A new analysis by the National Academy of State Health Policy, in consultation with Covered California, shows that the U.S. Senate Republican Health Care plan released on June 22 would result in dramatically higher cost for most consumers while putting access to care beyond reach for many in the country.
The June 28 analysis focuses on the value of health coverage and subsidies across the nation, while comparing the current law under the Patient Protection and Affordable Care Act and proposed Better Care Reconciliation Act (BCRA), which the Senate is considering.
According to Covered California, the analysis looks at what consumers would need to spend to keep comparable coverage to what they have today, given the reduction in subsidies proposed in the Senate’s BCRA. The analysis also describes the coverage available on the individual market in California, Ohio and Pennsylvania.
“While the Congressional Budget Office (CBO) analysis makes clear that 22 million Americans would lose coverage under the Senate’s proposal, this report puts a spotlight on the fact that for the millions of Americans who would remain insured, the skimpier benefits are coverage in name only,” said Covered California executive director Peter V. Lee in a statement. “Many consumers would face huge financial hurdles to get needed care.
“The term ‘high deductible’ would take on a staggeringly high new meaning under the BCRA, with subsidies tied to a benchmark plan that would mean families would need to meet a deductible of more than $14,000 before most, if not all care, was covered,” Lee said. “Consumers would be stuck with thousands more in out-of-pocket costs – and 100 percent of the cost of their medications – if they enroll in the benchmark plan being proposed in the BCRA as it is written.”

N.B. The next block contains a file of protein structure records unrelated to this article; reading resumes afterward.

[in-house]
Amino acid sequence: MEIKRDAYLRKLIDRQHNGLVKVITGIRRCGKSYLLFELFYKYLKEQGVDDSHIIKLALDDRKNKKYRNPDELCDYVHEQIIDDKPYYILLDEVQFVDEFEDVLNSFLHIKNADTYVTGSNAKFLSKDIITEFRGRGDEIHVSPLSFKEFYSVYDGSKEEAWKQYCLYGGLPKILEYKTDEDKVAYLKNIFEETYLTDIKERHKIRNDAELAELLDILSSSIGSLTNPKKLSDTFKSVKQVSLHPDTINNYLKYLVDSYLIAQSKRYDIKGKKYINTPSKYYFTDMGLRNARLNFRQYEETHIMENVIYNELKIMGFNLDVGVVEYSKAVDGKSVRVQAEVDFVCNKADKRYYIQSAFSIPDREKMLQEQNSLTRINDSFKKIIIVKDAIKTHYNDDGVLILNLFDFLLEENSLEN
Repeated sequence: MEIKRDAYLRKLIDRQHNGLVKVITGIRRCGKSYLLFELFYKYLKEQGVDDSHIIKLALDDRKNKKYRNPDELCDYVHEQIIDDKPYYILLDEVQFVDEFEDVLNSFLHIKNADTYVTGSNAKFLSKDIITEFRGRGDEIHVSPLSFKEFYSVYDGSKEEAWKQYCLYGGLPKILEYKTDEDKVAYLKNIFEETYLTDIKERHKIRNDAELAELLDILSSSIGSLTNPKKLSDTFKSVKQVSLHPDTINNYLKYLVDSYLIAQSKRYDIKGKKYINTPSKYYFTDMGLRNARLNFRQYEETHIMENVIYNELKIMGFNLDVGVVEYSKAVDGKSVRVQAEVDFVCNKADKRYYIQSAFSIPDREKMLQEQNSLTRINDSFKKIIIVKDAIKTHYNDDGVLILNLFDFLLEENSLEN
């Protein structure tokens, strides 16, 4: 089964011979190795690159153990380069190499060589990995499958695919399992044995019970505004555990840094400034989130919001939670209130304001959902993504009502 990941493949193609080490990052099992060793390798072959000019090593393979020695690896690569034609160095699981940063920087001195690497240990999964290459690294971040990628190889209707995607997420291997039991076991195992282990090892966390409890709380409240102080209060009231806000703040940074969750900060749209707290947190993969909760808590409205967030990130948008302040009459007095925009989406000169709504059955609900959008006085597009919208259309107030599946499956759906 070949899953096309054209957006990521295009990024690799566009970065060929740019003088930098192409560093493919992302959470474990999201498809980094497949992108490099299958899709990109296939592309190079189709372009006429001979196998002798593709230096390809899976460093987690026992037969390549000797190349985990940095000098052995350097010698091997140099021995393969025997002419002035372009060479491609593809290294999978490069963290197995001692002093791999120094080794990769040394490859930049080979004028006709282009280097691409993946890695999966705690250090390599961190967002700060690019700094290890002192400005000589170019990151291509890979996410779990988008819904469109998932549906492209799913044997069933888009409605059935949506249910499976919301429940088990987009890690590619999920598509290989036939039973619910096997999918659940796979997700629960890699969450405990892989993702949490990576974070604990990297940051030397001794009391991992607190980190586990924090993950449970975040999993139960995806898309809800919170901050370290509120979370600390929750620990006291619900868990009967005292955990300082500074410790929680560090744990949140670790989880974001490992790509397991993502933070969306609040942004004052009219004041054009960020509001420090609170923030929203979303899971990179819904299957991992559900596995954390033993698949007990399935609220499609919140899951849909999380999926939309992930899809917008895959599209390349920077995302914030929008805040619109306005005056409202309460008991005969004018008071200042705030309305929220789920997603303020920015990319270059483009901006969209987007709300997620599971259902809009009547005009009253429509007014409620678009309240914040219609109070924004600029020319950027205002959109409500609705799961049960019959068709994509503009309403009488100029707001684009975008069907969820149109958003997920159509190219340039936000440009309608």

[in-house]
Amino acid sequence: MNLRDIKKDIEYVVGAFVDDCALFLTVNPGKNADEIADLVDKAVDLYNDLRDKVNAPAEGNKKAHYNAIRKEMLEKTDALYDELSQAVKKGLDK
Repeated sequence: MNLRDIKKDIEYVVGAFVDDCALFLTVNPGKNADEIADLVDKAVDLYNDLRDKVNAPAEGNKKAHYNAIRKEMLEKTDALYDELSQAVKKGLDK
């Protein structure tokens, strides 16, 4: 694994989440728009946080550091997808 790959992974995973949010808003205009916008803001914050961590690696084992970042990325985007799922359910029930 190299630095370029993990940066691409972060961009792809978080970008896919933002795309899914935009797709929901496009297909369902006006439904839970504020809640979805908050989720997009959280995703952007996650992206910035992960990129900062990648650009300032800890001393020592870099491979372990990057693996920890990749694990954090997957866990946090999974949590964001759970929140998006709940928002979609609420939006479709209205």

According to the analysis, benchmark plans offered under the senate bill ((BCRA) would nearly triple a Covered California enrollee’s deductible, from $2,500 per year to $7,350, with a deductible for a family increasing to more than $14,700 and reductions in subsidy levels would result in dramatic increases in coverage costs for lower-income and older Americans.
“Covered California has worked hard to make sure benefit designs are patient-centered, with primary care, specialty visits, needed tests and prescription drugs that are not subject to any deductible,” Lee said. “Putting wildly high deductibles between patients and the care they need is a recipe for disaster.”
The analysis shows that under the BCRA there are significant changes that could make coverage extremely expensive to consumers, including:
▪ Adds age as a premium contribution factor and increases the maximum contribution from 9.5 percent of income to more than 16 percent of income for individuals 59 and older.
▪ Reduces the ceiling for receiving subsidies from 400 percent to 350 percent of the federal poverty level.
▪ Allows states to permit insurers to charge the oldest enrollees (age 64) five times what the youngest adult enrollees (age 21) are charged for their monthly premiums.
▪ Allows states to get waivers to the current essential health benefits, which the CBO estimates would mean that half of the Americans would be living without the existing protections from lifetime limits or “gotcha” coverage gaps in states that exclude entire categories of care.
The analysis also compares the subsidies provided under the BCRA to those available under current ACA law to purchase Silver-tier health plans, the most commonly selected coverage level currently available. The study provides estimates of costs for individuals of different ages and income levels, assessing what their costs would be if they live in lower-cost or higher-cost regions of each state.
The study uses Kaiser Family Foundation data and shows that the BCRA tax credit structure would modestly lower “net premiums” — what consumers pay after receiving a subsidy — for some younger enrollees in lower cost regions. However, many consumers, especially those who are lower income and older and live in higher-cost regions, would see dramatically higher net premiums under the BCRA due to the tax credit changes.
“At a basic level, we now have confirmation of what we feared: Lower enrollment would follow if the BCRA were approved as written,” Lee said. “What’s even more troubling is that healthier individuals would be more likely to drop coverage first, leading to higher premiums for the remaining enrollees.”
The analysis, “Barely Covered: Initial Analysis of Coverage and Affordability Impacts to Consumers Under the Proposed Better Care Reconciliation Act,” is available at: http://nashp.org/wp-content/uploads/2017/06/Barely-Covered.pdf